‘Being in “like” can be pretty intense.’
Good-natured, easygoing Dai Noshiro has settled well onto his new high school, He’s even made friends – after a difficult and prickly start – with loner Sanada and Sanada’s childhood classmate Ayumi. But he’s had to ask himself what friendship really means to him, especially when Sanada confides in him that the rumours circulating in school are true and he is gay. Noshiro, being the kind of guy that he is, doesn’t really mind; he just likes Sanada as a friend. Although he then begins to ask himself exactly what ‘like’ means…
Just when Noshiro thinks he’s sorted out how he feels about Sanada, a new, younger boy, Makoto (in the year below) makes his appearance. He idolizes Noshiro. Makoto is brash, loud, enthusiastic, small, cute (although he hates to be called cute) and pretty oblivious to other people’s feelings. His insistence on tagging along unbalances the friendship between Noshiro, Sanada and Ayumi – and leads to a misunderstanding that will cause no end of trouble for Noshiro. In his desire to protect Sanada’s secret, Noshiro finds himself losing the very friendship he has come to value. What’s to be done about Makoto?
The first volume of That Blue Sky Feeling dealt in a very direct way with a teenager’s questions about feelings, friendship and sexuality. (If we can pass swiftly over the questions arising from the relationship between Sanada and the ex-boyfriend who, at twenty-six, is ten years his senior.) This second volume continues to explore the issues that can arise from keeping confidences, dealing with other people’s feelings that you might not be able to return and letting someone down gently without hurting their feelings. Noshiro is a protagonist who seems very comfortable in his own skin, even if he’s not very quick on the uptake when reading other people’s feelings. So it still makes an ideal volume to have in the secondary school library (it’s rated Teen 13+) to promote and encourage discussion about friendships and respecting other people’s boundaries. It’s very simply written. Too simple, perhaps, as the conversations between these sixteen-year-olds often seem more appropriate to much younger students (apart from Makoto, of course) and brought to life with Coma Hashii’s simple character drawings. If anything, this second volume is much less sophisticated than the first, almost as if an editor had suggested to Okura that it might work well targeting a younger audience?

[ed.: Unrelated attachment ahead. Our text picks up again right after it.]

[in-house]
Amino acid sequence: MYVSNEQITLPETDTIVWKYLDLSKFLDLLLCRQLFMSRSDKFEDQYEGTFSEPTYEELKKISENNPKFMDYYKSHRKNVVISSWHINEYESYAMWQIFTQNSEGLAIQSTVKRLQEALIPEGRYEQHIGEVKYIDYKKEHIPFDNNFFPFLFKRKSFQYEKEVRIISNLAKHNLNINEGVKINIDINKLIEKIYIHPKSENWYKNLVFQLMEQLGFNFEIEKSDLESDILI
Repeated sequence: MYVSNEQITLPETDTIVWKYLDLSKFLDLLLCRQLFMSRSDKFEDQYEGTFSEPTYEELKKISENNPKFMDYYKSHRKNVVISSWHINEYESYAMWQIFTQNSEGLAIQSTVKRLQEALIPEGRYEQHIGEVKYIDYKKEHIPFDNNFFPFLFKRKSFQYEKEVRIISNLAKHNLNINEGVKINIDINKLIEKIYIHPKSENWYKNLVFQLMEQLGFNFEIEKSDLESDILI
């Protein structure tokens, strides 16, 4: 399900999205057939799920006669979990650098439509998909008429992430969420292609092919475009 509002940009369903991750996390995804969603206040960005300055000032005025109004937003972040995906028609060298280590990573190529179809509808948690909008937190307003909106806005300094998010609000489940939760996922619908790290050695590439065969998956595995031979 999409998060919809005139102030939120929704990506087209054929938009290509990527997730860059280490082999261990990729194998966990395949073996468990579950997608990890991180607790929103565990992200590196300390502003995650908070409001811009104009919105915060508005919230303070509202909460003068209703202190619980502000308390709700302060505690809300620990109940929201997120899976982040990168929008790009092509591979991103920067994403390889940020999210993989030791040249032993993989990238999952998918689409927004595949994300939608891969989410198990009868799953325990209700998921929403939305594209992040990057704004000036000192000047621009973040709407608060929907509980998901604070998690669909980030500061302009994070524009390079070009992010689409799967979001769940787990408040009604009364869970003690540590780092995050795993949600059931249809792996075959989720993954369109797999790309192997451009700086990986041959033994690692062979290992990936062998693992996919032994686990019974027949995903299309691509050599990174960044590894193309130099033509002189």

A page at the back shows some of the differences between Okura’s own web comic version (the original edition) and this, the ‘Remake’.
This is quiet, realistic slice-of-life fiction about growing up with an aptly straightforward translation from Jocelyne Allen that suits the author’s style really well.